Application of k-space energy spectrum analysis to susceptibility field mapping and distortion correction in gradient-echo EPI.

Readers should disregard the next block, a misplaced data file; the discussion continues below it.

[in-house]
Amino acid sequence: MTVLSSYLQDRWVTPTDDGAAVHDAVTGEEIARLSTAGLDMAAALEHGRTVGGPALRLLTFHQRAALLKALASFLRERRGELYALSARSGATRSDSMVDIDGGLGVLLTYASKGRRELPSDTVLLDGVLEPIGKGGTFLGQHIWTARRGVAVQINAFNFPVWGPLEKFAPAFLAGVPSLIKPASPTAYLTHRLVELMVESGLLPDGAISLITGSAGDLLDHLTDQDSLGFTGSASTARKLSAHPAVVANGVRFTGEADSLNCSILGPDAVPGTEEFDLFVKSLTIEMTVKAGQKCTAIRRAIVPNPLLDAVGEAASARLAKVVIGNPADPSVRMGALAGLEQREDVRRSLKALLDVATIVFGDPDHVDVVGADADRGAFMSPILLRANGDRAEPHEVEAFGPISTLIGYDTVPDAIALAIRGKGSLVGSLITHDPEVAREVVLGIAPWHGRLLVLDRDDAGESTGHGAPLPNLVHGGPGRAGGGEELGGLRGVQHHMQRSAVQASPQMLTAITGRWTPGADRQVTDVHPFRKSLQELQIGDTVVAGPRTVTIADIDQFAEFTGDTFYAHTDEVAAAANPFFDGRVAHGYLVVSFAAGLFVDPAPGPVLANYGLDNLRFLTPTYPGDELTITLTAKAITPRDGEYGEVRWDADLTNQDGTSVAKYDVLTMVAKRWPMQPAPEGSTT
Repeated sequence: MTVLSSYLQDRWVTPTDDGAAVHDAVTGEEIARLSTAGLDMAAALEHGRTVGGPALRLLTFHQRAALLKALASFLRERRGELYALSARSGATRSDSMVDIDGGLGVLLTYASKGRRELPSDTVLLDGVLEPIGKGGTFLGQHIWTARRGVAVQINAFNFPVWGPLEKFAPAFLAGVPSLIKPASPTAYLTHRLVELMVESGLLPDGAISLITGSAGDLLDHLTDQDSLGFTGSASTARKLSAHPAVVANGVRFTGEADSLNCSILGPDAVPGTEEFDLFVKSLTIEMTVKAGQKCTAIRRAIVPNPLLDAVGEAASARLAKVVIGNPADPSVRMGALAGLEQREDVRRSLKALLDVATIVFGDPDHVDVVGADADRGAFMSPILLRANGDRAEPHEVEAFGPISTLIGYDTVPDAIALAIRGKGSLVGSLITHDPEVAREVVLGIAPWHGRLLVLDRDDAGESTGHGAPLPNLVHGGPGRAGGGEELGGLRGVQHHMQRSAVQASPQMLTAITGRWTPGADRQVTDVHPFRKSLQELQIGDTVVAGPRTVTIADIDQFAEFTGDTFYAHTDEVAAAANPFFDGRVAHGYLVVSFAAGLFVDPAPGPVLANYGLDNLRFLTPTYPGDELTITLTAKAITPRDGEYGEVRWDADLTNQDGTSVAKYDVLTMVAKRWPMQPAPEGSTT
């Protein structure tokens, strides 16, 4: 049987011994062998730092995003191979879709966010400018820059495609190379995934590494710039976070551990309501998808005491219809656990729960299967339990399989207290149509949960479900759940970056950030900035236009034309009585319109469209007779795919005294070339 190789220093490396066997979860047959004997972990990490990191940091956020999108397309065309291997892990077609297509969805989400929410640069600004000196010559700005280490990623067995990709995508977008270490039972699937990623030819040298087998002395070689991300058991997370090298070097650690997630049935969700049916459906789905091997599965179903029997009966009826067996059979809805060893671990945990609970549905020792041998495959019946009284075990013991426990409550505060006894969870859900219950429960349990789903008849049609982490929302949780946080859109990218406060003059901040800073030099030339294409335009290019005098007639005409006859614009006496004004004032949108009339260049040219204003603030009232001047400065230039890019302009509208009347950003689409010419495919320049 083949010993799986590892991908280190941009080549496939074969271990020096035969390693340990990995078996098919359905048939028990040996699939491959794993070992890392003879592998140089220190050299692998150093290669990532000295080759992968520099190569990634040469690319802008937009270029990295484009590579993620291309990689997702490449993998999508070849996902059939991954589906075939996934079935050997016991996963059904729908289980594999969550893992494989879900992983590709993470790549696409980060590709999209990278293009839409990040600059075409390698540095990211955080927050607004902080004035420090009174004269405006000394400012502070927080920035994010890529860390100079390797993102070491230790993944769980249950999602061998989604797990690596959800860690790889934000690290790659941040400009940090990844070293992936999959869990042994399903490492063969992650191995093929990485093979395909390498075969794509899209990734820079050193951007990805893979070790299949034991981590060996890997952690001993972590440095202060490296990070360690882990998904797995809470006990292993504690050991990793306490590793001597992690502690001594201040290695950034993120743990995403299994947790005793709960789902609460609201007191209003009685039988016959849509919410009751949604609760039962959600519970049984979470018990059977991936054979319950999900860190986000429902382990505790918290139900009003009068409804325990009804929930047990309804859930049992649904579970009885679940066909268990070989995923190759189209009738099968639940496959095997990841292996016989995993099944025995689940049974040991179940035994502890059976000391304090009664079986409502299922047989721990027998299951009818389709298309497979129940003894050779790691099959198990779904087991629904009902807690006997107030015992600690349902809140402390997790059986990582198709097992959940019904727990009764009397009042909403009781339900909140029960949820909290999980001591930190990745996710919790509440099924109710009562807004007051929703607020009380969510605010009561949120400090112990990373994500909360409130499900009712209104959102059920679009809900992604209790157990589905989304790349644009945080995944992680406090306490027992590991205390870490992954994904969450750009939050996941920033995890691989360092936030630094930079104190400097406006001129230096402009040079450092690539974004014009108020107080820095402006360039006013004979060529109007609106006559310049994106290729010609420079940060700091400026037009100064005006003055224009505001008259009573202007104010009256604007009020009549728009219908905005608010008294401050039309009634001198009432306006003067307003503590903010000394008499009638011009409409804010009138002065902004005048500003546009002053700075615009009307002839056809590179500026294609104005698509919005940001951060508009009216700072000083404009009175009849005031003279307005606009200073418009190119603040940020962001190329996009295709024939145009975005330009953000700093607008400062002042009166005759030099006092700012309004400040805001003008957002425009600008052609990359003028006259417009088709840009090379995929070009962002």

ABSTRACT Echo-planar imaging (EPI) is widely used in functional MRI studies. It is well known that EPI quality is usually degraded by geometric distortions, when there exist susceptibility field inhomogeneities. EPI distortions may be corrected if the field maps are available. It is possible to estimate the susceptibility field gradients from the phase reconstruction of a single-TE EPI image, after a successful phase-unwrapping procedure. However, in regions affected by pronounced field gradients, the phase-unwrapping of a single-TE image may fail, and therefore the estimated field maps may be incorrect. It has been reported that the field inhomogeneity may be calculated more reliably from T2*-weighted images corresponding to multiple TEs. However, the multi-TE MRI field mapping increases the scan time. Furthermore, the measured field maps may be invalid if the subject's position changes during dynamic scans. To overcome the limitations in conventional field mapping approaches, a novel k-space energy spectrum analysis algorithm is developed, which quantifies the spatially dependent echo-shifting effect and the susceptibility field gradients directly from the k-space data of single-TE gradient-echo EPI. Using the k-space energy spectrum analysis, susceptibility field gradients can be reliably measured without phase-unwrapping, and EPI distortions can be corrected without extra field mapping scans or pulse sequence modification. The reported technique can be used to retrospectively improve the image quality of the previously acquired EPI and functional MRI data, provided that the complex-domain k-space data are still available.